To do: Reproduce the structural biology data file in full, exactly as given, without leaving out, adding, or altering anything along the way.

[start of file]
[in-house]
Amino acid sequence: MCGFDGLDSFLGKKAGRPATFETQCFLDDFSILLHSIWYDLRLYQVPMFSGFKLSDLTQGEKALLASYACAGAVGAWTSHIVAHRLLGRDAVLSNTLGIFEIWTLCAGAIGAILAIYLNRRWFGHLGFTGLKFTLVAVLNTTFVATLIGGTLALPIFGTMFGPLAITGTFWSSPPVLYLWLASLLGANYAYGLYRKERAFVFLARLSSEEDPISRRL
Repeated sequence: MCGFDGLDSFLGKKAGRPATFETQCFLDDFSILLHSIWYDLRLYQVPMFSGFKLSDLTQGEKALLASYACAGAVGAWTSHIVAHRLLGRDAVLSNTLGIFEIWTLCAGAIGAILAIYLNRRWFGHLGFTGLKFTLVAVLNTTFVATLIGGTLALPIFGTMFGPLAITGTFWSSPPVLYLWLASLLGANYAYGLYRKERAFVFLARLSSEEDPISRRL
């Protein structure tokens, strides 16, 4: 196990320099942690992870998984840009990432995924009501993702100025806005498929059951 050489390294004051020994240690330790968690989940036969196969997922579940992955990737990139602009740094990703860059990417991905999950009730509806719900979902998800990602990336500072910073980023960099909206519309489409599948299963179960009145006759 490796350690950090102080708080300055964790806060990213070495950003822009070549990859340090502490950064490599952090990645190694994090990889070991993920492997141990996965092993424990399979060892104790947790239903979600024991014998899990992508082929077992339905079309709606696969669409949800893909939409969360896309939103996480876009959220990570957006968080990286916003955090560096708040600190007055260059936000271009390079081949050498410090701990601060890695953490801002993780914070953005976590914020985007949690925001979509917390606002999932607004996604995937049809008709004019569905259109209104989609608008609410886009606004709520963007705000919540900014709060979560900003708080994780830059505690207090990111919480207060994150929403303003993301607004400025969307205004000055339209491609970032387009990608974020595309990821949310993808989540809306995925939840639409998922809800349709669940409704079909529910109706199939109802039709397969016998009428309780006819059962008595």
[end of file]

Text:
[in-house]
Amino acid sequence: MCGFDGLDSFLGKKAGRPATFETQCFLDDFSILLHSIWYDLRLYQVPMFSGFKLSDLTQGEKALLASYACAGAVGAWTSHIVAHRLLGRDAVLSNTLGIFEIWTLCAGAIGAILAIYLNRRWFGHLGFTGLKFTLVAVLNTTFVATLIGGTLALPIFGTMFGPLAITGTFWSSPPVLYLWLASLLGANYAYGLYRKERAFVFLARLSSEEDPISRRL
Repeated sequence: MCGFDGLDSFLGKKAGRPATFETQCFLDDFSILLHSIWYDLRLYQVPMFSGFKLSDLTQGEKALLASYACAGAVGAWTSHIVAHRLLGRDAVLSNTLGIFEIWTLCAGAIGAILAIYLNRRWFGHLGFTGLKFTLVAVLNTTFVATLIGGTLALPIFGTMFGPLAITGTFWSSPPVLYLWLASLLGANYAYGLYRKERAFVFLARLSSEEDPISRRL
């Protein structure tokens, strides 16, 4: 196990320099942690992870998984840009990432995924009501993702100025806005498929059951 050489390294004051020994240690330790968690989940036969196969997922579940992955990737990139602009740094990703860059990417991905999950009730509806719900979902998800990602990336500072910073980023960099909206519309489409599948299963179960009145006759 490796350690950090102080708080300055964790806060990213070495950003822009070549990859340090502490950064490599952090990645190694994090990889070991993920492997141990996965092993424990399979060892104790947790239903979600024991014998899990992508082929077992339905079309709606696969669409949800893909939409969360896309939103996480876009959220990570957006968080990286916003955090560096708040600190007055260059936000271009390079081949050498410090701990601060890695953490801002993780914070953005976590914020985007949690925001979509917390606002999932607004996604995937049809008709004019569905259109209104989609608008609410886009606004709520963007705000919540900014709060979560900003708080994780830059505690207090990111919480207060994150929403303003993301607004400025969307205004000055339209491609970032387009990608974020595309990821949310993808989540809306995925939840639409998922809800349709669940409704079909529910109706199939109802039709397969016998009428309780006819059962008595």